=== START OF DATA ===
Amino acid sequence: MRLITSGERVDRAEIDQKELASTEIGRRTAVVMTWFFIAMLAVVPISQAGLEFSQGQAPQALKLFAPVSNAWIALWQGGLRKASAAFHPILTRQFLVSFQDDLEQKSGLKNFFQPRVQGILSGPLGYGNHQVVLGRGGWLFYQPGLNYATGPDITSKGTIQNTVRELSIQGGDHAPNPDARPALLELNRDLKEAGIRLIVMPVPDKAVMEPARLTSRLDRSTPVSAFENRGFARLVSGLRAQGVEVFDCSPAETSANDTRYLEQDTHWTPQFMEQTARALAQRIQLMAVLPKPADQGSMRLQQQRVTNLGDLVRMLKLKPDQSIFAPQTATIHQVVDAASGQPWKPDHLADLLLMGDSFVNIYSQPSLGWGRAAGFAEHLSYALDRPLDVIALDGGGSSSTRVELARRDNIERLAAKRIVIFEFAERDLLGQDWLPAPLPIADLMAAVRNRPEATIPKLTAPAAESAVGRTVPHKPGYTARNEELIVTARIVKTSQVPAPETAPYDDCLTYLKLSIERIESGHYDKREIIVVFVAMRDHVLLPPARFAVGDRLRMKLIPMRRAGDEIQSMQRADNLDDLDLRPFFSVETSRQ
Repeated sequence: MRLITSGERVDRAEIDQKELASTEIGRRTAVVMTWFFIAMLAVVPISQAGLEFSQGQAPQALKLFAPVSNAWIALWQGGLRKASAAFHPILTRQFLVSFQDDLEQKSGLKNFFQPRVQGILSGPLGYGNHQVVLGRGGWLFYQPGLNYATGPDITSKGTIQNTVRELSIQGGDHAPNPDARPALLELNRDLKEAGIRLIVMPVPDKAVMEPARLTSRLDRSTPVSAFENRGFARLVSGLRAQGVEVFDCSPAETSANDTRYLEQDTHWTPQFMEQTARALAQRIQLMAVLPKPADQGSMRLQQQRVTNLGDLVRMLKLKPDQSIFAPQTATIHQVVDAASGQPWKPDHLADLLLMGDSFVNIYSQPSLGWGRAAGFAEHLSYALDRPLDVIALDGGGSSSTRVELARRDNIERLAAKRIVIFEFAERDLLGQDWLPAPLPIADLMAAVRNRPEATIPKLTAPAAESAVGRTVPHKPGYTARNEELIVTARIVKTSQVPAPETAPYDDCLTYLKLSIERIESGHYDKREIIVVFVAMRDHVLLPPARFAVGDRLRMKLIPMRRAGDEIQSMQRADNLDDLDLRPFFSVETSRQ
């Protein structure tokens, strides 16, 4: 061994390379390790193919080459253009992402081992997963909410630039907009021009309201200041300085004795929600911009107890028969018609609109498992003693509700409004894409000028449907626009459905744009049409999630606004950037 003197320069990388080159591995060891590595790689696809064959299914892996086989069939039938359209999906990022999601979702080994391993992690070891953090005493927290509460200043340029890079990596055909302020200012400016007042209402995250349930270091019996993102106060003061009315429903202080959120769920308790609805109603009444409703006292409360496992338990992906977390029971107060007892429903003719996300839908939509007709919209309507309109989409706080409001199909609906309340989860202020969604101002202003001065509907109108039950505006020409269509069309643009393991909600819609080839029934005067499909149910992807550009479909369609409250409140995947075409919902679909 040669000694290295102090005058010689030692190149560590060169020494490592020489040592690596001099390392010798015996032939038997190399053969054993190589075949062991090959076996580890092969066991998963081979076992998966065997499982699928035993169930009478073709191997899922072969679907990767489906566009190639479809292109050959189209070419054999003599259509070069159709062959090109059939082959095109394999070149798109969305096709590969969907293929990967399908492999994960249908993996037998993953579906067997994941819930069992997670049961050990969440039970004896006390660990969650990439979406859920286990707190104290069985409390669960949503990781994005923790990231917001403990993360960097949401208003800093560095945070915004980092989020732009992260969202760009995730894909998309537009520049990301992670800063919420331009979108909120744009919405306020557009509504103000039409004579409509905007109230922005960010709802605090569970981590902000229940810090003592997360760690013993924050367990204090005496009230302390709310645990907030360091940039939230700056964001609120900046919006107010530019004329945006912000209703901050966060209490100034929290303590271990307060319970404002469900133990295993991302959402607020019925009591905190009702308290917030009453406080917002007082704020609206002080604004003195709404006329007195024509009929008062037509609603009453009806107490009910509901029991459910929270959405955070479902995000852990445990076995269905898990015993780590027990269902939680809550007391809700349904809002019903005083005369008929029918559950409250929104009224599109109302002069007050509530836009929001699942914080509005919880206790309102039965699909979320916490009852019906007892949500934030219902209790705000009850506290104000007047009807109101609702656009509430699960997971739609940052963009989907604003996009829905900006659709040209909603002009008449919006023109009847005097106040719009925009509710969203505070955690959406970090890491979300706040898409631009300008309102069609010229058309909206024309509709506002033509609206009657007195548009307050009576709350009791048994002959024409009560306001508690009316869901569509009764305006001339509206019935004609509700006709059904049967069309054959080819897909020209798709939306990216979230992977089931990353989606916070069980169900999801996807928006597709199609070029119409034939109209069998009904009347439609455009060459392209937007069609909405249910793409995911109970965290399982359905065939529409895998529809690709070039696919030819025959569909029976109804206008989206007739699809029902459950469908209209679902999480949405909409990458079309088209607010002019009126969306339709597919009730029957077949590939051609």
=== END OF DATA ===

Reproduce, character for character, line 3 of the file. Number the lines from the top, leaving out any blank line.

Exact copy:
């Protein structure tokens, strides 16, 4: 061994390379390790193919080459253009992402081992997963909410630039907009021009309201200041300085004795929600911009107890028969018609609109498992003693509700409004894409000028449907626009459905744009049409999630606004950037 003197320069990388080159591995060891590595790689696809064959299914892996086989069939039938359209999906990022999601979702080994391993992690070891953090005493927290509460200043340029890079990596055909302020200012400016007042209402995250349930270091019996993102106060003061009315429903202080959120769920308790609805109603009444409703006292409360496992338990992906977390029971107060007892429903003719996300839908939509007709919209309507309109989409706080409001199909609906309340989860202020969604101002202003001065509907109108039950505006020409269509069309643009393991909600819609080839029934005067499909149910992807550009479909369609409250409140995947075409919902679909 040669000694290295102090005058010689030692190149560590060169020494490592020489040592690596001099390392010798015996032939038997190399053969054993190589075949062991090959076996580890092969066991998963081979076992998966065997499982699928035993169930009478073709191997899922072969679907990767489906566009190639479809292109050959189209070419054999003599259509070069159709062959090109059939082959095109394999070149798109969305096709590969969907293929990967399908492999994960249908993996037998993953579906067997994941819930069992997670049961050990969440039970004896006390660990969650990439979406859920286990707190104290069985409390669960949503990781994005923790990231917001403990993360960097949401208003800093560095945070915004980092989020732009992260969202760009995730894909998309537009520049990301992670800063919420331009979108909120744009919405306020557009509504103000039409004579409509905007109230922005960010709802605090569970981590902000229940810090003592997360760690013993924050367990204090005496009230302390709310645990907030360091940039939230700056964001609120900046919006107010530019004329945006912000209703901050966060209490100034929290303590271990307060319970404002469900133990295993991302959402607020019925009591905190009702308290917030009453406080917002007082704020609206002080604004003195709404006329007195024509009929008062037509609603009453009806107490009910509901029991459910929270959405955070479902995000852990445990076995269905898990015993780590027990269902939680809550007391809700349904809002019903005083005369008929029918559950409250929104009224599109109302002069007050509530836009929001699942914080509005919880206790309102039965699909979320916490009852019906007892949500934030219902209790705000009850506290104000007047009807109101609702656009509430699960997971739609940052963009989907604003996009829905900006659709040209909603002009008449919006023109009847005097106040719009925009509710969203505070955690959406970090890491979300706040898409631009300008309102069609010229058309909206024309509709506002033509609206009657007195548009307050009576709350009791048994002959024409009560306001508690009316869901569509009764305006001339509206019935004609509700006709059904049967069309054959080819897909020209798709939306990216979230992977089931990353989606916070069980169900999801996807928006597709199609070029119409034939109209069998009904009347439609455009060459392209937007069609909405249910793409995911109970965290399982359905065939529409895998529809690709070039696919030819025959569909029976109804206008989206007739699809029902459950469908209209679902999480949405909409990458079309088209607010002019009126969306339709597919009730029957077949590939051609």